Thought Processes

11 09 2006

They say that we are the thinking brains and hence we have risen to wherever we are today. Now, if someone wishes to stop that thinking process and make us all into just workers, what will happen. This is the thought that has been crossing my mind for a long time now. Specially since there have been many new developments at my workplace which are leading me along that path. I have often wondered on the aspects of Software Development, is it only just coding and testing that code that goes into it, or is there something else also involved. I always had the thought that it should have a lot more than just the coding and testing aspects. Then came the day when I entered the world of Software Development. Luckily for me the experience started with a lot of thought process going into it and also along with that a lot of logical reasoning and documentation.

The process in initialization into this field was not an easy one and that is what I had thought the way it should be. Just when I had started to feel that I had started to learn what goes into making and creating good software, I was introduced to the life of a mundane worker, who just is a glorified typist. This person has to follow whatever is being ordered of him and follow those instructions to the T. Forgotten were the previously taught things about logic and applying your own thinking power to create something. It all boiled down to deadlines and the best possible ways that you could go ahead to the challenge of meeting these and appeasing the top bosses. Although in this regime, you never got the credit for the long typing hours you spent trying to get tunnel carpal and eye fatigue. All the credit went to the guy who showed the top bosses the snazzy presentation slides made out of mindless mambos of jargon and technical quotes which neither the guy presenting it nor the people listening to him croon, could make any sense out of. But, all just nodded their heads in the fashion that they really were doing something great and had finally got near to achieving this too. [never understood till now that it was just another bonus cheque in their pockets]. This is when I revolted and ran to the next place which came across as a place where I would be allowed to think. And so it turned out to be until the time came when that same type of people again flocked back over me…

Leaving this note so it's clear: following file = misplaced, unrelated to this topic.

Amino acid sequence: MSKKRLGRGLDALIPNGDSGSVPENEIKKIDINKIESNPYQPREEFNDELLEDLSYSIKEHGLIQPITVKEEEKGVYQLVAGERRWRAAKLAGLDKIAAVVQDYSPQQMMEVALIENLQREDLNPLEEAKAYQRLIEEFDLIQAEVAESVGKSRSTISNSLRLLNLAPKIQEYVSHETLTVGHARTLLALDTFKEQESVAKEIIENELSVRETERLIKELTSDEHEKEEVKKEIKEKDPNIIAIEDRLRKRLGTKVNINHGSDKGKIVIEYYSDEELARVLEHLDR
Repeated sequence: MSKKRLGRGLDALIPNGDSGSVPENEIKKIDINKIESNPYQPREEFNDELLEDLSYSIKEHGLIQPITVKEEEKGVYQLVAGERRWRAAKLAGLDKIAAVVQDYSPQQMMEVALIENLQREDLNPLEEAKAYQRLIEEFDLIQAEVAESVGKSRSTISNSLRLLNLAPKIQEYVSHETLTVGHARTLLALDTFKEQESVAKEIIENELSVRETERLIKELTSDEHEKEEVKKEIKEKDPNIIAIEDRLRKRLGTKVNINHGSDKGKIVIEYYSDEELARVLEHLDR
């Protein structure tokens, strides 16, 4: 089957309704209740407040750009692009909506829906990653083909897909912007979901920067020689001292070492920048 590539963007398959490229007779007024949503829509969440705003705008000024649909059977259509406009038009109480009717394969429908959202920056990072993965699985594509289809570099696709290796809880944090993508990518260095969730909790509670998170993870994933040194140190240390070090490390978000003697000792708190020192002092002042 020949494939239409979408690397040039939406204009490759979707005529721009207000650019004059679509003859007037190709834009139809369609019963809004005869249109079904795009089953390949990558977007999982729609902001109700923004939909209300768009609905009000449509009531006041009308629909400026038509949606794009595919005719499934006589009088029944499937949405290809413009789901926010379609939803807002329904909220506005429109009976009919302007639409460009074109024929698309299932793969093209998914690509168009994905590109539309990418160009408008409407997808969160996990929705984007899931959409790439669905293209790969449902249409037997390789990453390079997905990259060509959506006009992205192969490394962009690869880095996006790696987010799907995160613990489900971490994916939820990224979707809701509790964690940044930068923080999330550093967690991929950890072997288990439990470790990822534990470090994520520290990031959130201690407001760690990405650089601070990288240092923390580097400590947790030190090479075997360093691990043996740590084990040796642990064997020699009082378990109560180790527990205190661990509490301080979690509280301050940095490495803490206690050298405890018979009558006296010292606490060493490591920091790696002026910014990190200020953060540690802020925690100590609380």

This is real frustrating when the person above you informs you to please shut down all thinking senses and start working according to set down rules and regulations!! What can one do in this case except change and expect that the new place will be a lot better and let you think??!!





Documentation

8 04 2006